Daric (דִּרכּמוֹן, darkemon', or אֲדִרכּוֹן, adarkon', only in plur.; Talm. דִּרכּוֹן, darken'; Sept. χρυσοῦς; Vulg. solidus, drachma; rendered "dram" [q.v.], Ezr 2:69; Ezr 8:27; Ne 7:70-72; 1Ch 29:7), a gold coin (Xenoph. Anab. 1:7, 18; 1:1, 9; 7:6, 1; Cyrop. v 2, 7; AElian, 1:22; Plutarch, Artax. 22) current in Palestine in the period after the return from Babylon, and used even for the Temple tax (Mishna, Shekal. 2:4). That the Hebrew word is, in the Bible, the name of a coin and not of a weight, appears from its similarity to the Greek appellation of the only piece to which it could refer (Lysias in Eratosth. 11; Athen. 12:534). The mentions in Ezra and Nehemiah show that the coin was current in Palestine under Cyrus and Artaxerxes Longimanus. At these times there was no large issue of gold money except by the Persian kings, who struck the coin known to the Greeks as the στατήρ Δαρεικός, or simply δαρεικός. The darics which have been discovered are thick pieces of pure gold (see Wurm, De ponder. et mensur. p. 58 sq.), of archaic style, bearing on the obverse the figure of a king with bow and javelin, or bow and dagger (Plutarch, Artax. 20; Agesilaus, Lac. Apoph. 40), and on the reverse an irregular incuse square. Their full weight is about 128 grains troy, or a little less than that of an Attic stater, and is most probably that of an early didrachm of the Phoenician talent (see Bockh, Metrolog. Untersuch. p. 130). They must have been the common gold pieces of the Persian empire. The oldest that are often seen cannot be referred to an earlier period than about the time of Cyrus, Cambyses, or Darius Hystaspis, and it is more probable that they are not anterior to the reign of Xerxes, or even to that of Artaxerxes Longimanus. There are, however, gold pieces of about the same weight, but of an older style, found about Sardis, which cannot be doubted to be either of Croesus or of an earlier Lydian king, in the former case the Κροισεῖοι (στατῆρες) of the Greeks (Rawlinson, Herod 1:561). It is therefore probable, as these followed a Persian standard, that darics were struck under Cyrus or his nearer successors. The origin of this coin is attributed by the Greeks to a Darius, supposed by the moderns to be either Darius the Mede or Darius Hystaspis (see Schol. ad Aristoph. Eccles. p. 741; Hengstenberg, Authentie Daniel p. 51). That the Greeks derived their distinctive appellation of the coin from this proper name cannot be doubted; but the difference of the Hebrew forms of the former from that of the latter דּ ריָוֶשׁ, renders this a questionable derivation. Gesenius suggests the ancient Persian word Dara (Lex. s.v.), "king;" but (in his Thesaur. s.v.) inclines to connect the Hebrew names of the coin and that of Darius. In favor of the derivation from Dara, it must be noted that the figure borne by these coins is not that of any one king, but of the king of Persia in an abstract sense, and that on the same principle the coins would rather be called regal coins than darics. The silver darics mentioned by Plutarch (Cim. 10) are probably the Persian silver pieces similar in type to the gold daries, but weighing a drachm and a third of the same standard. (See Harenberg, in Ugolini Thesaur. 28; Eckhel, Doctrin. num. I, 3, 551 sq.; Boden, De daricis, Viteb. 1779; Wesseling, Observv. var. Amst. 1729, p. 241 sq.) SEE MONEY; SEE DRACHMA.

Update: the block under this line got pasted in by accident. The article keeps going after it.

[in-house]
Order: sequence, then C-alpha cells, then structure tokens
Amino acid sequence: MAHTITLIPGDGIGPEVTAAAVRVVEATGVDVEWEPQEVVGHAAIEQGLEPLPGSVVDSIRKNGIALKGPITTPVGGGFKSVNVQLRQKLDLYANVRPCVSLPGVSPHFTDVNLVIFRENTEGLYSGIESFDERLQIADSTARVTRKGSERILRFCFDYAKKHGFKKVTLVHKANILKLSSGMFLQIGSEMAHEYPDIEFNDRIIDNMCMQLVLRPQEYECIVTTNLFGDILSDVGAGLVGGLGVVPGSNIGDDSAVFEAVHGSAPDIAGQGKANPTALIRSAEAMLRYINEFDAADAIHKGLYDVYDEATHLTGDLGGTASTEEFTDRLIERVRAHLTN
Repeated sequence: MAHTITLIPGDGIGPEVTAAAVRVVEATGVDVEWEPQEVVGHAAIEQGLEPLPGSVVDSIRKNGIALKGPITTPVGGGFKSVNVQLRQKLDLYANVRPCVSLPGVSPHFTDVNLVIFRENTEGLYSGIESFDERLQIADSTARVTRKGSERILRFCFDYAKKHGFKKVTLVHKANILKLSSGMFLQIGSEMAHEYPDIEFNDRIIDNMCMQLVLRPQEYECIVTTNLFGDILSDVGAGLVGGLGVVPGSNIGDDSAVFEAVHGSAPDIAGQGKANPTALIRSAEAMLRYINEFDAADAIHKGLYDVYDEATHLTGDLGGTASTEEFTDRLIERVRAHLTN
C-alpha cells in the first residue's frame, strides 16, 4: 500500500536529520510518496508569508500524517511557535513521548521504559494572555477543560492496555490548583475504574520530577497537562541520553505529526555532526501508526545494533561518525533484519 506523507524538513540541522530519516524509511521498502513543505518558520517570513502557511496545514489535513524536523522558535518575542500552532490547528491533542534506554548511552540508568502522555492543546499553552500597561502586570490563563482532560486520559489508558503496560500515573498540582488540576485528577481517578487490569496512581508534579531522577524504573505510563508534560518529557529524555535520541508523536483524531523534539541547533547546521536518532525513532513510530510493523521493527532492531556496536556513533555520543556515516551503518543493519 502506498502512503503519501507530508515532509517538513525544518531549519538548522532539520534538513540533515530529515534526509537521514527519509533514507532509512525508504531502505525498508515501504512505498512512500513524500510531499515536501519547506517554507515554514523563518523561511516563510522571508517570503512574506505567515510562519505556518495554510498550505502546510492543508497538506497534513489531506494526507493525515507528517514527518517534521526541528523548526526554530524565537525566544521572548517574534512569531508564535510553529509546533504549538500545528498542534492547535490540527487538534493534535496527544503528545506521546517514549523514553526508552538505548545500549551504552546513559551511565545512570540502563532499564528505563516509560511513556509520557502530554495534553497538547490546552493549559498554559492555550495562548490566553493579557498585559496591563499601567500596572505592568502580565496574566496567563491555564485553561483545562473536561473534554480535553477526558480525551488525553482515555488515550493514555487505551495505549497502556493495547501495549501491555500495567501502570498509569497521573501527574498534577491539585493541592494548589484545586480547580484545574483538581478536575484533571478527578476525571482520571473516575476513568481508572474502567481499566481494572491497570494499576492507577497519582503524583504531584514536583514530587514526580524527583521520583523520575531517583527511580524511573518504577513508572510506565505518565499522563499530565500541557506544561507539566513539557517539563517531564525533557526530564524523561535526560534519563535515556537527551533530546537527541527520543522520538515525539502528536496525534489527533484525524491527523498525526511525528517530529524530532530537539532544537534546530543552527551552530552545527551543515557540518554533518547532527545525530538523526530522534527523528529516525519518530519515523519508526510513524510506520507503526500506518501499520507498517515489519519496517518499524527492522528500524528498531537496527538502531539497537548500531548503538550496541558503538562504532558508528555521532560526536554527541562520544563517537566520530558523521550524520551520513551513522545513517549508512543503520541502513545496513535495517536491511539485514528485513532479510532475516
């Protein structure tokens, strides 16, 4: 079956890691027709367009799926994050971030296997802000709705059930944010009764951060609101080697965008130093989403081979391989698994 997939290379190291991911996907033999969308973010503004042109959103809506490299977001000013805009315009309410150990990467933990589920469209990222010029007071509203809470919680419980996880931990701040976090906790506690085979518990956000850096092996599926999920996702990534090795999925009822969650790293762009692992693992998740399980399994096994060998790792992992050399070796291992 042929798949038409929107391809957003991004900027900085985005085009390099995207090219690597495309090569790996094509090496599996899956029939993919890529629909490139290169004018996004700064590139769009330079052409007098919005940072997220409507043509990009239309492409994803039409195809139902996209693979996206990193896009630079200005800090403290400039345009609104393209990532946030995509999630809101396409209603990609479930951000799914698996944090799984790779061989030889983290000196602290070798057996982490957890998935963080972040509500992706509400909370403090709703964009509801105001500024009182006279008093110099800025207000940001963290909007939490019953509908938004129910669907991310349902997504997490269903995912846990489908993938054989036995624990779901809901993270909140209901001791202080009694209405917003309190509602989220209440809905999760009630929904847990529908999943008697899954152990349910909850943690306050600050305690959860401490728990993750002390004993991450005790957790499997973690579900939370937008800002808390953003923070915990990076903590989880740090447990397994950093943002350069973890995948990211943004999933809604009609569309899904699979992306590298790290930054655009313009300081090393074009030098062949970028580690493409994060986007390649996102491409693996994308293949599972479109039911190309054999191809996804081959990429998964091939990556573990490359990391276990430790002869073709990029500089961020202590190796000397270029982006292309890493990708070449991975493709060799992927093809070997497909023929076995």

See also the International Standard Bible Encyclopedia.

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